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Freak Hurricane in Brazil

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posted on Mar, 26 2004 @ 10:35 AM
I have seen many discussions here about government projects to control the weather. I think most would agree we also have seen many odd weather events in the last decade. Whether you believe this to be controlled or not this hurricane looks bad, especially since the area is not normally hit, therefore will not be prepared.

Link to story on Brazilian Hurricane
Accuweather story

posted on Mar, 26 2004 @ 10:57 AM
wow that is strange!!! and definitely bizarre...but it shows you how unpredictable real weather can be, especially if the assumptions of weather manipulation is true. still its scary to see a hurricane in the Atlantic this early, let's hope it doesn't get active for Florida and the Caribbean until June...I would hate to get an early surprise like that.

posted on Mar, 28 2004 @ 06:16 PM
Here's more info, including an update and debate whether is IS a real hurricane!

"We know there hasn't been a hurricane in that area since at least the satellite era, the mid-60s at the minimum." The storm is a small one, though, but has estimated winds near minimal hurricane strength (74-95 mph). It's quite an interesting sight, perfect for piquing the weather curiousity that many of us have."

Meanwhile, a debate raged between Brazilian and U.S. meteorologists over whether the storm was a hurricane.

The U.S. National Hurricane Center in Florida estimated the storm was a full-fledged, Category I hurricane with central winds of between 75 mph and 80 mph (121 kph to 129 kph), making it the first hurricane ever spotted in the South Atlantic. AccuWeather, Inc., a private forecasting company in Pennsylvania, said it also considered the storm a hurricane.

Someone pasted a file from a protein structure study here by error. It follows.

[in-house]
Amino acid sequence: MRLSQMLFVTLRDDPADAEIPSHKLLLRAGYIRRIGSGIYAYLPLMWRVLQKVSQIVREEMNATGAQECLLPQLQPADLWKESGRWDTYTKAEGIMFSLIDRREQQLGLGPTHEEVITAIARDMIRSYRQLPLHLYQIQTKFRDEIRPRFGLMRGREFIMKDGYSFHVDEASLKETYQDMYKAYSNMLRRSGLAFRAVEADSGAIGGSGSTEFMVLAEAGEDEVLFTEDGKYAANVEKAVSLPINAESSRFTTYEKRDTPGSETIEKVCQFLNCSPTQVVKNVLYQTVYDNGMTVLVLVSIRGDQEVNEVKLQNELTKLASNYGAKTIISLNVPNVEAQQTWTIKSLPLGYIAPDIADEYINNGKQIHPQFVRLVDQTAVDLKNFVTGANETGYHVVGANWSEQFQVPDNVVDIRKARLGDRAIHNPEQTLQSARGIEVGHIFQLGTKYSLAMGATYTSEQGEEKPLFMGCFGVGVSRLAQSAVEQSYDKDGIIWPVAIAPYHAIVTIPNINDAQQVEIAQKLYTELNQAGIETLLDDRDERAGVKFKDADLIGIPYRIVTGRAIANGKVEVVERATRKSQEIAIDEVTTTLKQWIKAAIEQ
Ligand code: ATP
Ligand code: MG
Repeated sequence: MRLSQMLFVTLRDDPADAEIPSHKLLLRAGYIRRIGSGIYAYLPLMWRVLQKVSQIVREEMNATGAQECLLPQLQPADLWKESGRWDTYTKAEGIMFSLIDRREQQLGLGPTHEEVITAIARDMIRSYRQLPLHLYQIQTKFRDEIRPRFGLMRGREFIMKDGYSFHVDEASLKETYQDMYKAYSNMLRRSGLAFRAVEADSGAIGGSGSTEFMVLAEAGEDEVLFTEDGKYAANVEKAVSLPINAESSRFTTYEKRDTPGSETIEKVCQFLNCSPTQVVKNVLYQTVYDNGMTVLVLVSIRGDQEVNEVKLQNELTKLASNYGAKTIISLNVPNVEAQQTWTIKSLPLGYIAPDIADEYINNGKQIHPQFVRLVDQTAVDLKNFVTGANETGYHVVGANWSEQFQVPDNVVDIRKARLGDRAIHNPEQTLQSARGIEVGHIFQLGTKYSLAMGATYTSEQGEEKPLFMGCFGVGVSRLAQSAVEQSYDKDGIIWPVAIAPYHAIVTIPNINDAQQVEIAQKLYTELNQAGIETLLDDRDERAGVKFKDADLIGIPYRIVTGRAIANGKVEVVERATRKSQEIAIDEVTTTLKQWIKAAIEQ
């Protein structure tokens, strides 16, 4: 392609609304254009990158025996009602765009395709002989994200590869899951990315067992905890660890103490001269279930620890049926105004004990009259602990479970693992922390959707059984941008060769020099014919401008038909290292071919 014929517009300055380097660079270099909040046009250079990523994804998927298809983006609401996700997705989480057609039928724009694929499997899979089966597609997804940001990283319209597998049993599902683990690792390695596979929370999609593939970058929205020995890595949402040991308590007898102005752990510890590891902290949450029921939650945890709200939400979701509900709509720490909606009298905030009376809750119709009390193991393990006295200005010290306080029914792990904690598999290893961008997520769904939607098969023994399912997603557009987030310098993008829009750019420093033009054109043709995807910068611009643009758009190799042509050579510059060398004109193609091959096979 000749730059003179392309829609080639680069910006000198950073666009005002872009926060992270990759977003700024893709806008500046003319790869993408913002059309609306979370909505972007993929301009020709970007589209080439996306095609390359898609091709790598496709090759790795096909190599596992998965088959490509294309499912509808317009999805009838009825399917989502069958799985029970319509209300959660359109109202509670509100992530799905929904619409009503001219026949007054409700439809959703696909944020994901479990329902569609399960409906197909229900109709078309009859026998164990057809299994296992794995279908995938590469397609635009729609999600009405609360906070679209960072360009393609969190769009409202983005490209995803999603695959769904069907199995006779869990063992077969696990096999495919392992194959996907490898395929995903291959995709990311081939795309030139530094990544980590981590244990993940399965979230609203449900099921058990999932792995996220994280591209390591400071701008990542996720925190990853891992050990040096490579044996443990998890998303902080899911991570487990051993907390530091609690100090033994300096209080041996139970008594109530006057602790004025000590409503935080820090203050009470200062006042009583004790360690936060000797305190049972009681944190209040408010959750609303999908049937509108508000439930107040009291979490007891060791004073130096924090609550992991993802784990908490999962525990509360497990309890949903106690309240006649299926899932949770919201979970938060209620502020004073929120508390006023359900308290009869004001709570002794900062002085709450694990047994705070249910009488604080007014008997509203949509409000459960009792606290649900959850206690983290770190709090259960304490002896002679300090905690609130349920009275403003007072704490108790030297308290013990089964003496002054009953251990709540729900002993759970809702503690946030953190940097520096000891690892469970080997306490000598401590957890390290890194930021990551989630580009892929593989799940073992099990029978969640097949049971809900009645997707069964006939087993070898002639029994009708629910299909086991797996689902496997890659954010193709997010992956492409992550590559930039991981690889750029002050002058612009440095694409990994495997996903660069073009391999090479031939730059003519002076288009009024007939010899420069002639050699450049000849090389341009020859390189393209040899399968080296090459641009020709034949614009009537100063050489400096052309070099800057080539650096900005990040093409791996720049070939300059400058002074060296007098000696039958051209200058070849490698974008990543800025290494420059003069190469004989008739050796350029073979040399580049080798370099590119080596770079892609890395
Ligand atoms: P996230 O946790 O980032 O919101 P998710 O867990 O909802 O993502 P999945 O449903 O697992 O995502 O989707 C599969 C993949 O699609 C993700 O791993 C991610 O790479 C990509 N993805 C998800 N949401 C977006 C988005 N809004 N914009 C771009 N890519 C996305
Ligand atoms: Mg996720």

Brazilian scientists disagreed, saying the storm had top winds of 50 mph to 56 mph (80 kph to 90 kph), far below the 75 mph (121 kph) threshold of a hurricane.

"Winds and rains will not be significant, so we don't need to alarm the population," meteorologist Dr. Gustavo Escobar of the Brazilian Center for Weather Prediction and Climatic Studies had said on Saturday. Satellite images showed a spiral-shaped mass of clouds with an open area in the center. Escobar called it an "extra-tropical cyclone," which is usually characterized by less intense winds.

posted on Mar, 28 2004 @ 06:17 PM
While I do think this is odd, I wonder how the government could control the weather? Thats a big job.

posted on Mar, 28 2004 @ 06:29 PM
If anyone can recall another seemingly out-of-place hurricane, it was the one that hit last year on the Mid-atlantic ridge of North America (aka, North Carolina, MD, VA, PA, etc)

I was in MD in that time doing my rounds and noticed one thing about this hurricane. At least in the DC area, it wasn't a hurricane at all, but boy was it windy. The media was going haywire too, saying that it could be disastrous. Was it? Well, only if you hate being without power for extended periods of time.

Some homes were flooded in the Delmarva Area, but the fact that this hurricane literally sped from the ocean and into the coastline (into the appalachains as well) points to some kind of behind-the-scenes manipulations.

Yes, I have observed chemtrails during my stay there, as wel.

posted on Mar, 28 2004 @ 06:40 PM
Hurricanes/tropical cyclones dont form in the south Atlantic!!!!!!!!!!!!!!!!!!
Here is the satellite of it, its looks small but i promise you it packed one hell of a punch. It is that little swirl making landfall in southern Brasil.

I am really beginning to believe Global Climate change is becoming too real to ignore or write off as BS.

edited for the pic

[Edited on 28-3-2004 by jrod]

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